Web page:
It was that involvement that inspired Adegbile’s opponents, including Faulkner’s widow, to argue that he should be disqualified from holding any publicly appointed position in the justice system.

“Today is a good day for Pennsylvania, for America, and for those who believe in justice,” said Sen. Patrick J. Toomey (R-Pa.), who led the opposition to Adegbile’s nomination and read a letter from Faulkner’s widow on the Senate floor. “The Senate affirmed that our criminal justice system must never be abused to propagate a dishonest, radical agenda. The American people, especially law enforcement and Maureen Faulkner, deserve better.”

The decision by seven Democrats to buck their party leadership and the White House caused a rare split in the Senate Democratic Caucus, which has been unified in supporting Obama’s nominees.

In a statement, Obama said the vote had “denied the American people an outstanding public servant.”

Attorney General Eric H. Holder Jr., who has said he plans to make tackling civil rights issues his major focus during the remainder of Obama’s term, said he was disappointed by the vote.

“It is a very dangerous precedent to set for the legal profession when individual lawyers can have their otherwise sterling qualifications denigrated based solely on the clients that their organizations represent,” Holder said in a statement.

The Senate Democrats who opposed the nominee were: Christopher A. Coons (Del.), Robert P. Casey Jr. (Pa.), Mark Pryor (Ark.), Heidi Heitkamp (N.D.), Joe Manchin III (W.Va.), Joe Donnelly (Ind.) and John Walsh (Mont.).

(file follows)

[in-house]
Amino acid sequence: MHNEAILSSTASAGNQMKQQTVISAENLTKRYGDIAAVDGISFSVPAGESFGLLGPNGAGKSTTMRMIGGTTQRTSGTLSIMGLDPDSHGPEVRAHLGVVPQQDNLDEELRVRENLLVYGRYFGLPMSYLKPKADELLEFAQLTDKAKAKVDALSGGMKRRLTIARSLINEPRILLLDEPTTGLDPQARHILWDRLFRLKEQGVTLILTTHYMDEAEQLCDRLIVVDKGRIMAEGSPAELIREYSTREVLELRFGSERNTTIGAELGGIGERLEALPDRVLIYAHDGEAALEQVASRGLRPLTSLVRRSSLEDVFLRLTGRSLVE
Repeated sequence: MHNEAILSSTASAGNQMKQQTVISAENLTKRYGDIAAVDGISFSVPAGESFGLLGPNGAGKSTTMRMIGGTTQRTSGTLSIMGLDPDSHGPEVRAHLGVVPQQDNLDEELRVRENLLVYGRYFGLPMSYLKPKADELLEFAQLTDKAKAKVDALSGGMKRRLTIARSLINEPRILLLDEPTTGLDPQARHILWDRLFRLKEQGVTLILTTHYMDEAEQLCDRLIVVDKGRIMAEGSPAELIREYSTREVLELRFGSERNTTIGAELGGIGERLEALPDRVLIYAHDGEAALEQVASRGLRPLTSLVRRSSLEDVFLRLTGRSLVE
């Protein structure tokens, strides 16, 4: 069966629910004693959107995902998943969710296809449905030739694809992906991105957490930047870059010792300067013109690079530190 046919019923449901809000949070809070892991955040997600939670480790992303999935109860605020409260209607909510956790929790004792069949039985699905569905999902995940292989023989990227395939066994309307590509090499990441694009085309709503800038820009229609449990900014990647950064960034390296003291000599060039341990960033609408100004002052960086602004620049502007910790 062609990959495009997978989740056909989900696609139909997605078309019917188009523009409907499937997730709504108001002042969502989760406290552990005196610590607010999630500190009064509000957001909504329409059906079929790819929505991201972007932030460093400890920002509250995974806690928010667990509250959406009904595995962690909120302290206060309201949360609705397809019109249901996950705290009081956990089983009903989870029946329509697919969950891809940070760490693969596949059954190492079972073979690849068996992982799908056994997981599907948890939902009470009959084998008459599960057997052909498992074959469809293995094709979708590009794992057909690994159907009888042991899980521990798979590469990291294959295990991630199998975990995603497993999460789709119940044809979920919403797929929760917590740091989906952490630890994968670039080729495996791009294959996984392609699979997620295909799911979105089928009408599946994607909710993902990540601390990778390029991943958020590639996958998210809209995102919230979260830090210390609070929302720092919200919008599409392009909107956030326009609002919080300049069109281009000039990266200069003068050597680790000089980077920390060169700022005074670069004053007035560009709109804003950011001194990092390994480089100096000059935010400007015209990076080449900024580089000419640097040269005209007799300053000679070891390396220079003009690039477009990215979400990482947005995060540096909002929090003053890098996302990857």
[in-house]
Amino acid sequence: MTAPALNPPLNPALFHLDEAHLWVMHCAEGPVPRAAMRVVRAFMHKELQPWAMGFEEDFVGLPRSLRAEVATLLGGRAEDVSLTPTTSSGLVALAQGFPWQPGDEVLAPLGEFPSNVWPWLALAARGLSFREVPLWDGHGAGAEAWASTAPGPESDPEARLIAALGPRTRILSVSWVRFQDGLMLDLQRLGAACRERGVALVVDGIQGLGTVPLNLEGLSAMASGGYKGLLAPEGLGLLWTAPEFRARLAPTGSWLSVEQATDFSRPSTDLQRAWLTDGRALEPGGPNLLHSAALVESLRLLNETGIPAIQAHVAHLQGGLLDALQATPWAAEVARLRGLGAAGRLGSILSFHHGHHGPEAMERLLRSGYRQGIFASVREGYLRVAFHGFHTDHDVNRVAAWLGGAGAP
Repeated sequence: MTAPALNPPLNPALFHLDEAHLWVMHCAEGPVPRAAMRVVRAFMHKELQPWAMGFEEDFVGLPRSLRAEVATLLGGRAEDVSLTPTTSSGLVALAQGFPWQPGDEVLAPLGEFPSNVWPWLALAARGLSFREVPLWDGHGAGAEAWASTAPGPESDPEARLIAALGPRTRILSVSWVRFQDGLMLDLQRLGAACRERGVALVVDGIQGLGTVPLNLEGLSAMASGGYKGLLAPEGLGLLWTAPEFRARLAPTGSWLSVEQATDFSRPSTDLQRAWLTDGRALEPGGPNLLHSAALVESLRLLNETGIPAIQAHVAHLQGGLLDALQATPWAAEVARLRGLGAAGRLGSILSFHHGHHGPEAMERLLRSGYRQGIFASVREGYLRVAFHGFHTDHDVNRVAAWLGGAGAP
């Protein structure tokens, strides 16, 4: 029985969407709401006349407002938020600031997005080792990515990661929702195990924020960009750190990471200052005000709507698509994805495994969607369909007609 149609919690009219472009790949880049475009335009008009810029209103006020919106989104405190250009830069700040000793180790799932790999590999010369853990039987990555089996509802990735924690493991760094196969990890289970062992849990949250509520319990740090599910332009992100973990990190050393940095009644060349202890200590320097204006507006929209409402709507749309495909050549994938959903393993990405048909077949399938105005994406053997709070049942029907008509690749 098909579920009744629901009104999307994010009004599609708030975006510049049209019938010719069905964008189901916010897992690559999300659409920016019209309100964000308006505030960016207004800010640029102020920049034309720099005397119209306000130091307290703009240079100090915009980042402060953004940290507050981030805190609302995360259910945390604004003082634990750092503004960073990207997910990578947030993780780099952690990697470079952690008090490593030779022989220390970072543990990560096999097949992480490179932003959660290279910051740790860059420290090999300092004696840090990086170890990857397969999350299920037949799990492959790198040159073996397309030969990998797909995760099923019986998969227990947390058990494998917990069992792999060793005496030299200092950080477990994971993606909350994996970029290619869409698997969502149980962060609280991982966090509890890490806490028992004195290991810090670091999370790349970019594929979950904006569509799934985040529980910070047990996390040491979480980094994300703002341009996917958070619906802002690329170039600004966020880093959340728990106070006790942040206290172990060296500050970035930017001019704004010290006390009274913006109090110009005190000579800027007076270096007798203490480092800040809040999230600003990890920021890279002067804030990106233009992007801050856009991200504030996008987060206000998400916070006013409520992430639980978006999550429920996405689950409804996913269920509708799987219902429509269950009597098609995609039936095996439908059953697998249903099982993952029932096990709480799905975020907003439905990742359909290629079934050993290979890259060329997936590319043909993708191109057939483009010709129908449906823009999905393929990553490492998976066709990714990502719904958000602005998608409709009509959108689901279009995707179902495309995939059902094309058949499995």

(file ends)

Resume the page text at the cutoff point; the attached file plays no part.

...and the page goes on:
Pryor faces one of the most difficult reelection battles of any Democrat this year, while Donnelly, Heitkamp, Manchin and Walsh hail from socially conservative states that Obama lost in 2012.

“I made a conscientious decision after talking to the wife of the victim,” Manchin told reporters after the vote.

As a member of the Senate Judiciary Committee, Coons voted to refer Adegbile to the full Senate. But in a statement Wednesday, he said he voted in opposition out of concern that Adegbile “would face such visceral opposition from law enforcement on his first day on the job.” Coons also represents a state near Philadelphia where the Abu-Jamal case is well known.

For several of the Democrats who supported Adegbile and face difficult reelection campaigns, the vote was potentially damaging.

Within hours, state Republican parties began unloading. The New Hampshire GOP targeted Sen. Jeanne Shaheen in a statement titled “Shaheen votes for radical Obama nominee who defended unrepentant cop killer.” The North Carolina Republican Party issued a statement saying, “Kay Hagan Votes For Extremist DOJ Nominee Who Helped Get A Convicted Cop Killer Off The Hook.”

The vote appeared to be a miscalculation by the White House and Senate Democrats, who have worked together for years to deflect GOP opposition to Obama’s picks and usually vote in lock step to confirm his nominees. Democratic leaders also have avoided holding controversial votes this year, focusing instead on modest proposals designed to bolster the chances of Pryor, Hagan, Sen. Mary Landrieu (La.) and others who are expected to face millions of dollars in attack ads by Republicans and outside conservative groups.

Voting in favor of Adegbile is unlikely to cause much trouble for Sen. Mark Begich (Alaska), who enjoys a 60 percent job approval rating and has been a staunch opponent of Republicans who block Obama’s nominees. But the vote probably will not help Hagan and Landrieu, who have the dual challenges this year of rallying large African American voting blocs and finding ways to appeal to centrist white swing voters.

Wesley Lowery covers Capitol Hill for The Fix and Post Politics.
Ed O’Keefe is a congressional reporter with The Washington Post and covered the 2008 and 2012 presidential and congressional elections.